Tag: living room

  • Sam’s Salon, October 2015

    I’m a little late on this one, but last weekend, Sam’s salon was graced by the literary stylings of local playwright Lindsay Harris Friel in a little piece she likes to call, This is Halloween.  Timeliness aside, it was cool to see a play with a plot I’d never seen before, to wit, how to explain…

  • Sam’s Salon, July 2015

    So, this blog entry is a little late, but last month, I was hosted yet again by the gentle ministrations of Sam Barrett’s salon.  It’s been over a year since I’ve last heard anyone read my latest play, Circles Circles Circles Circles Circles, and in that time, I’ve complete rewritten the second act.  I don’t…

  • Don’t go into Lindsay’s barn

    Okay, so my good friend and fellow playwright, Lindsay Harris Friel, had a living room reading in her parents’ home.  The reasons for this are shrouded in mystery and duplicity, but it matters little, as it was a gorgeous, old, refurbished farmhouse on several acres of suburban steppe.  There’s a barn on the property, too,…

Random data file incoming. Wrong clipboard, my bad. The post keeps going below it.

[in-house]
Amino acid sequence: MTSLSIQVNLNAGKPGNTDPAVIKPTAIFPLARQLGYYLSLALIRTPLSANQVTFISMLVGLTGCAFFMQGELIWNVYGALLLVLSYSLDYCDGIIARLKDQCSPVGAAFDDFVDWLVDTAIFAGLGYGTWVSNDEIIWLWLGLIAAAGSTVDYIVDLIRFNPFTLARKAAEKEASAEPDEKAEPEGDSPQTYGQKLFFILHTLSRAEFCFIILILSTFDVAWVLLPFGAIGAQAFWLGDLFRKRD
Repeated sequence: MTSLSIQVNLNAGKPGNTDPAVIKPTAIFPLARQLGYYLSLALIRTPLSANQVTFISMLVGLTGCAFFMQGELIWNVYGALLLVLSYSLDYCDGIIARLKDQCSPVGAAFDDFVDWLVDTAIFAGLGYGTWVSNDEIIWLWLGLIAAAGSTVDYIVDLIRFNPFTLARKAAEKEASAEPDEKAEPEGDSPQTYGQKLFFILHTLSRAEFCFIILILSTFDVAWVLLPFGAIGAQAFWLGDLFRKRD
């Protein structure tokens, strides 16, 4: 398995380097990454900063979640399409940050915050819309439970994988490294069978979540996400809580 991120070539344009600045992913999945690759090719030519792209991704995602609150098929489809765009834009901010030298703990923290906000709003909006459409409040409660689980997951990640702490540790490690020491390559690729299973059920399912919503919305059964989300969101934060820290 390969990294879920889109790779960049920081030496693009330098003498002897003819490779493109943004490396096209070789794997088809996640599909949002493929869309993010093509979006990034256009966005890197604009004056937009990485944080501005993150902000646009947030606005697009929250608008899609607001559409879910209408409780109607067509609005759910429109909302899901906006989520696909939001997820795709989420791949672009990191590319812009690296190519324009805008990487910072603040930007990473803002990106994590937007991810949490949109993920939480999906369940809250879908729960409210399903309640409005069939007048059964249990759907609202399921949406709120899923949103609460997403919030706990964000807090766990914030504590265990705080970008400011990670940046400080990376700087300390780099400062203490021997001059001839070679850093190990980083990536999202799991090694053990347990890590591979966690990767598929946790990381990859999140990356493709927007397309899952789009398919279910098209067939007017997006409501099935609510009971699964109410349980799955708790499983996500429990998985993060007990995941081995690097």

• The naming of playwrights

    Happy 2015, everybody.  I’m not a huge proponent of new years’ resolutions, but I’m pleased as punch to begin my second year of blogging about playwriting, novel writing, and the Philadelphia theater scene in general. Last week, Sam McKinlay rang in a new year of living room readings with a screenplay by local writer, Kathy…

  • Living room salon, September 2014

    It’s that time again, when a young man’s fancy turns from a war-and-disease-plagued world toward a living room full of theater and booze.  Sam Barrett opened her house for yet another evening of informal play reading.  The target for our love and derision was Alex Dremann, who’s been my friend and colleague since way back in…

  • The living room reading, revisited

    So, last weekend, it was my turn to face the gauntlet.  That’s me, standing next to salon-owner Sam Barrett, and when I say “salon,” I of course mean her living room, well-appointed with wine and vodka.  I can’t explain that expression on her face, except perhaps to suggest that she suffers from a neurotic and justifiable…

  • Celebrate the living room critique

    Playwrights should get readings at all costs.  Without them, you’re blind; you simply don’t know what you have until an audience responds to it.  It’s even been said that if you can’t get a reading in a theater or a school or a writing circle, you should invite people into your living room, pass out…